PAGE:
Protesters on Friday gathered in Cairo’s Tahrir Square for what was billed as a mass rally to “reclaim the revolution” amid anger over the military rulers’ handling of the transition.
Thousands flocked to Tahrir Square -- the epicenter of protests that forced president Hosni Mubarak to step down in February -- to demand an end to military trials of civilians, cleansing institutions of former regime remnants, amendment of a recently published electoral law and social justice, AFP reported.
The Muslim Brotherhood, Egypt’s largest political force, said on its website that it would not join the protest. But social media websites said many youths vowed to defy the orders from the group’s leadership and join the protest.
U.S. actor Sean Penn joined thousands of Egyptian activists who packed downtown Cairo, according to Reuters.
Local media said Penn, holding an Egyptian flag, walked with Egyptian actor Khaled al-Nabawi in Tahrir Square, where Egyptians demonstrated amid growing discontent over the way military rulers had managed the transitional period.
“The world is inspired by the call for freedom by the courageous revolution of Egypt for its freedom,” Penn said in remarks carried by al-Ahram newspaper’s online page.
“Clearly that is not a completion overnight, there are still struggles forward, there are constitutional issues, there is ... a transition of power from the military to the people,” he added.
Nabawi said he had invited the Oscar-winning Penn to visit Egypt as part of efforts to demonstrate that Egypt was a safe place to visit despite the uprising. “We want to show that Egypt is safe,” Nabawi said.
The military council has announced that parliamentary elections will start on Nov. 28 with a mixed system of proportional representation and individual lists. Most political groups fear the system will allow Mubarak supporters to return to office.
“This week is different because we feel that our revolution has been stolen from us,” said Yasser Fouad, an unemployed 38-year-old, his voice drowned out by loudspeakers urging people to ensure the protest remained peaceful.
“None of our demands have been achieved. We want them to hand over power immediately through elections,” Fouad said.
Mahmoud Sayyid Saif, 58, who works at the Health Ministry, said Egyptians would no longer put up with inaction. “It has been seven months, and nothing has been achieved,” he said.
The ruling military council has warned demonstrators against attacking public facilities, but soldiers and security forces stayed away from the square.
Egyptians have grown more vocal in criticizing the military council’s handling of the transitional period. Six presidential hopefuls on Thursday issued a statement demanding that the council set March as the deadline for handing over power.
They also declared that the state of emergency legally expired on Friday. The military council has said it will stay in force until next year.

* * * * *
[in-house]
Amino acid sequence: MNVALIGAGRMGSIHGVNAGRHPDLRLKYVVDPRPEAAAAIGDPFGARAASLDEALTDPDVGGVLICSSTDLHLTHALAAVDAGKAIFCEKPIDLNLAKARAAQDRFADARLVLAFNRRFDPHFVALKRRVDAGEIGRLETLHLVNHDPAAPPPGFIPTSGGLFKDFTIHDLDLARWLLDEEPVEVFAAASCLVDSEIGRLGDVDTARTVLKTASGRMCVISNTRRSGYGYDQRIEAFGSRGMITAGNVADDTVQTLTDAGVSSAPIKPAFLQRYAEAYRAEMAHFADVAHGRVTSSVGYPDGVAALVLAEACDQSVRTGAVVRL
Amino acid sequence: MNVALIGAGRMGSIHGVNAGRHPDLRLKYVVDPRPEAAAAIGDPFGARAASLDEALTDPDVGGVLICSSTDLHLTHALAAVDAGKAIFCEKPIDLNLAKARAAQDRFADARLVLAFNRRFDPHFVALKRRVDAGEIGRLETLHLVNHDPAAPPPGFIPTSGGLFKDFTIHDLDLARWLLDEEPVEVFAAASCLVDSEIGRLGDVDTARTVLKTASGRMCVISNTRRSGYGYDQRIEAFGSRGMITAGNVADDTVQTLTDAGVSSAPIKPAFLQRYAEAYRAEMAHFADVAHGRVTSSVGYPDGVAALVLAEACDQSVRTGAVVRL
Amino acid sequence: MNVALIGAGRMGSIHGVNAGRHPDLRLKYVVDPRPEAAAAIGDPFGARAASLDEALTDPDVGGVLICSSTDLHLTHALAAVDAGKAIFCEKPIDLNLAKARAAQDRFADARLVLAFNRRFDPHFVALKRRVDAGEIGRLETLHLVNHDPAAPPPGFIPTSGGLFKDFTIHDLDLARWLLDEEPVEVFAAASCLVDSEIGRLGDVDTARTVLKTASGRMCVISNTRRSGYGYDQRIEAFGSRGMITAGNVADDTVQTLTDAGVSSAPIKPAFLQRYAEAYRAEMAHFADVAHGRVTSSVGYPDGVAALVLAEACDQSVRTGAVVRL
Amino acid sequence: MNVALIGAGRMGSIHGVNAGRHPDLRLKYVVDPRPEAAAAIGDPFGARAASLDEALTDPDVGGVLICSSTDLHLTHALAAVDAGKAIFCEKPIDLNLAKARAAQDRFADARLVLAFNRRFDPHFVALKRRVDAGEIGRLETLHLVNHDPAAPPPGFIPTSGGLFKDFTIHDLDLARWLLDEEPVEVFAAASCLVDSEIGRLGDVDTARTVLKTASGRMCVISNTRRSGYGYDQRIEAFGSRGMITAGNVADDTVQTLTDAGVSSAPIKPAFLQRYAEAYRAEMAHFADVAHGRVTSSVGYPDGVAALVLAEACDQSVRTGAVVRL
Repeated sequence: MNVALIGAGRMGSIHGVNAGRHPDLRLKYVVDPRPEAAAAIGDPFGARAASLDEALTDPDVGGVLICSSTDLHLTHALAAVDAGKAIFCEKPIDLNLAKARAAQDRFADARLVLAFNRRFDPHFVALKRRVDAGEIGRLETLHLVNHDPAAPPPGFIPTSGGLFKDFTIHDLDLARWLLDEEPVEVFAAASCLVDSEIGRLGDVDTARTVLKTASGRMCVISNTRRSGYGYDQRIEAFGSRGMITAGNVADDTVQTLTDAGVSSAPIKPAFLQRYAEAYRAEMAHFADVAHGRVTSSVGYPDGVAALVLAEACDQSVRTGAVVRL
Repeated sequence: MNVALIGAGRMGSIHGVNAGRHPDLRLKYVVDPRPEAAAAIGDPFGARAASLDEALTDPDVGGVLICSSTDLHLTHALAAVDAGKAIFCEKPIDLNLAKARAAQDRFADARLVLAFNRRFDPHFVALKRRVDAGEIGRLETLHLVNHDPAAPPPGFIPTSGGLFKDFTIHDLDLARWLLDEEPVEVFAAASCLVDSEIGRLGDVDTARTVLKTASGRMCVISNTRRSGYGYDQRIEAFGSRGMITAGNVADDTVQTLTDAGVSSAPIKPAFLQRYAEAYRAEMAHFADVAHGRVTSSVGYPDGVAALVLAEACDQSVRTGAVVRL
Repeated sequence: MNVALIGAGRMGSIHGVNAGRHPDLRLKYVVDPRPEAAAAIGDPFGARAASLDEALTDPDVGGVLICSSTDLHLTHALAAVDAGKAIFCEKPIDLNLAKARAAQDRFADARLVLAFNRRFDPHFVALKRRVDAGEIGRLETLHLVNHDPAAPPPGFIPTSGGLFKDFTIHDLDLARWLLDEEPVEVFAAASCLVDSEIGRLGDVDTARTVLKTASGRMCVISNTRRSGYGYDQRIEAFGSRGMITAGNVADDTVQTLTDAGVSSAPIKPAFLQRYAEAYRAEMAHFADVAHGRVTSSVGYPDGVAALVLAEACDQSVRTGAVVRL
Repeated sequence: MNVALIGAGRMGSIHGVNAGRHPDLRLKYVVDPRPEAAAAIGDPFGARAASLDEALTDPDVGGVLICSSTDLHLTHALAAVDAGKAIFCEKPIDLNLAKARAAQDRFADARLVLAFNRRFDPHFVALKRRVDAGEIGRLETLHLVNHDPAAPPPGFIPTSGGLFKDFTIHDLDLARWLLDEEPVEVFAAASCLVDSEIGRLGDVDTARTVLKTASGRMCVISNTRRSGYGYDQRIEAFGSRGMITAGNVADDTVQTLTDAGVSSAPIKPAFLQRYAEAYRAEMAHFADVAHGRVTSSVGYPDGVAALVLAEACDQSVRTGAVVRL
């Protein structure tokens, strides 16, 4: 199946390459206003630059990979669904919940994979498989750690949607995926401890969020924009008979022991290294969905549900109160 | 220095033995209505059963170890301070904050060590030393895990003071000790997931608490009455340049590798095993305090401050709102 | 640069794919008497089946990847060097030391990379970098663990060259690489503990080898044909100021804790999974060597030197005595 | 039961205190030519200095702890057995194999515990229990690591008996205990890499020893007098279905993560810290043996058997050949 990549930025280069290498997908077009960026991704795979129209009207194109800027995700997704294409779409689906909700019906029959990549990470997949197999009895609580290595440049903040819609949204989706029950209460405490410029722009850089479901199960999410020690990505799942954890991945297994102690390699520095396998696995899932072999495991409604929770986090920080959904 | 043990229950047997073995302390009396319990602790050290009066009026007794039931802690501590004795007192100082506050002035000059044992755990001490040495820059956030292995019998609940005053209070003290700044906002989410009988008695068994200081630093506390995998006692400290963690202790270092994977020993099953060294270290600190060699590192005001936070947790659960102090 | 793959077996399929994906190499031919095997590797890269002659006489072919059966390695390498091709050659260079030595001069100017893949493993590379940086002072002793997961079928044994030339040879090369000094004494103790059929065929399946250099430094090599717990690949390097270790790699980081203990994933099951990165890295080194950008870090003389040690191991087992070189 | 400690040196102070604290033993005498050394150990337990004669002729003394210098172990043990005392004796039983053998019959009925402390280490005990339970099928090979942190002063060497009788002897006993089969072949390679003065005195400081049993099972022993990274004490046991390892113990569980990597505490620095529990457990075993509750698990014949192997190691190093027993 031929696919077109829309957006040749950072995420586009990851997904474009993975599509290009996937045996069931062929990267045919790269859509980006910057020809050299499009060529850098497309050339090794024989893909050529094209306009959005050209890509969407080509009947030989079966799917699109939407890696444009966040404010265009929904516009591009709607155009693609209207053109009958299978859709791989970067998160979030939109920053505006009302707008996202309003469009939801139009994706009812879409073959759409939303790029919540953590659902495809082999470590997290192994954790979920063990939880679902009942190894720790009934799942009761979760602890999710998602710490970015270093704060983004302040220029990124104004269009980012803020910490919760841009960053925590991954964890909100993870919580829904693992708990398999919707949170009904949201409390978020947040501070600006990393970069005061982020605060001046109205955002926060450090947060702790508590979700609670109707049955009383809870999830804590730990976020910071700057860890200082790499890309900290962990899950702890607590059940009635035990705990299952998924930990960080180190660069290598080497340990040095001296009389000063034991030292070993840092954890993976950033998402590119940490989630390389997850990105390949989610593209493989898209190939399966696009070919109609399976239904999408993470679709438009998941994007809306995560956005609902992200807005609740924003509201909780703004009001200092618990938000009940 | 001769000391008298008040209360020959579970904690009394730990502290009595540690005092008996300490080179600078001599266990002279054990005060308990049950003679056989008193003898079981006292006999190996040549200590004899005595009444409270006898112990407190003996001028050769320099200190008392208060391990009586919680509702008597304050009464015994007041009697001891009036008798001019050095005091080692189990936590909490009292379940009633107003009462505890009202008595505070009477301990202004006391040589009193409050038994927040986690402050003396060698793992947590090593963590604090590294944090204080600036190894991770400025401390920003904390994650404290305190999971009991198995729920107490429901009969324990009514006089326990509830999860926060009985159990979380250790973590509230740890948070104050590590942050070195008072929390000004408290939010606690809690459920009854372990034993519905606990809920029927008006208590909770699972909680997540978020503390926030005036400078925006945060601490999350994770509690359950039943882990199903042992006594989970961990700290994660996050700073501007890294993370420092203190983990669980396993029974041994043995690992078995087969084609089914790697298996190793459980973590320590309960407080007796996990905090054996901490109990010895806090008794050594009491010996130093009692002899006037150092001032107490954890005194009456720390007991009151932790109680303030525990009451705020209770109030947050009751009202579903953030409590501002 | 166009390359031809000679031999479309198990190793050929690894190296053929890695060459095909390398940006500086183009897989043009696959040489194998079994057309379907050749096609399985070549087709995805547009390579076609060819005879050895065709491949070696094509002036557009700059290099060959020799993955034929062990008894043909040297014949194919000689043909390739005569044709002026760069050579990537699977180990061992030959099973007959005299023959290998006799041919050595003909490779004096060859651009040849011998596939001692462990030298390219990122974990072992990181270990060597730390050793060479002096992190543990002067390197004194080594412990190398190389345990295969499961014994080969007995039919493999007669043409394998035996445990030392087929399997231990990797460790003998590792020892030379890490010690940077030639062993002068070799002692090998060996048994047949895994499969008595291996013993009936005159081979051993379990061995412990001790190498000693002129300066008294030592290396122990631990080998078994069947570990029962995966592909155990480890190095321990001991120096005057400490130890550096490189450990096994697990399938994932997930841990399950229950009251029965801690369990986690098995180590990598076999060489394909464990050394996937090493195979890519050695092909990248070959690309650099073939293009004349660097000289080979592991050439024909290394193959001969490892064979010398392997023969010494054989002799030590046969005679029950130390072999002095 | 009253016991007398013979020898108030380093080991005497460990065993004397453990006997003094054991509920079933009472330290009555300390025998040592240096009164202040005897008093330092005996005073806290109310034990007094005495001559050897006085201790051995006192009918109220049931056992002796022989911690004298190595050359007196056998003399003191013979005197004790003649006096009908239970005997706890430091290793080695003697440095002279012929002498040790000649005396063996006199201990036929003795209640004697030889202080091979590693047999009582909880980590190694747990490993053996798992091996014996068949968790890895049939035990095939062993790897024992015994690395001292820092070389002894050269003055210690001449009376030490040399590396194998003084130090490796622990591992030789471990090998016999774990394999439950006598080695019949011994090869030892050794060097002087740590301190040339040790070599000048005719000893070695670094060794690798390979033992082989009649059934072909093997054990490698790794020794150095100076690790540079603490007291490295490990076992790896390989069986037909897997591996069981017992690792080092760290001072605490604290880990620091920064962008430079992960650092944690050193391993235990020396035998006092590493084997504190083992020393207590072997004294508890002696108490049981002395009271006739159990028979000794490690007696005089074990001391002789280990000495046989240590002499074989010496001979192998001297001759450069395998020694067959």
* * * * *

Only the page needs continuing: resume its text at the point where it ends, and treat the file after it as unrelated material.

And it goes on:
“The state of emergency in place now will come to an end on Sept. 30, 2011, in accordance with article 59 of the constitutional decree, and any decision or judicial ruling issued after Sept. 30, 2011 based on the state of emergency will be null of any legal or constitutional legitimacy,” the presidential candidates' statement said.
They also demanded reactivation of a law dating back to the 1950s that criminalizes abuse of office, to make it possible to try remnants of the Mubarak regime and “render them incapable of sneaking back to the seats of the legislative authority.”
Some 60 political parties issued a joint statement earlier this week with similar demands. They also gave the military council until Sunday to amend election laws to allow political parties to also compete for seats allocated to individuals.
On Friday, the government said it will review that disputed article in the law, state TV reported.
Mustafa al-Naggar, a protest leader and founder of the new al-Adl, or Justice, party, said representatives of political parties were scheduled to meet with the military council on Saturday to discuss the law.
“We need public pressure,” al-Naggar told The Associated Press from Tahrir Square.
Thousands of Egyptians also marched in the Mediterranean city of Alexandria and in the city of Suez. Witnesses said the protests were peaceful, according to Reuters.
On Thursday, six presidential hopefuls including former Arab League chief Amr Mussa issued a statement denouncing what they say is the military’s extension of the transition period.
They called on the military council to provide a clear roadmap, which would ensure that presidential elections are scheduled for no later than March 2012, according to AFP.
Egypt’s military ruler Field Marshal Hussein Tantawi has repeatedly stressed the army’s commitment to democracy, but protesters have maintained pressure on the military council he presides over because of the slow pace of change.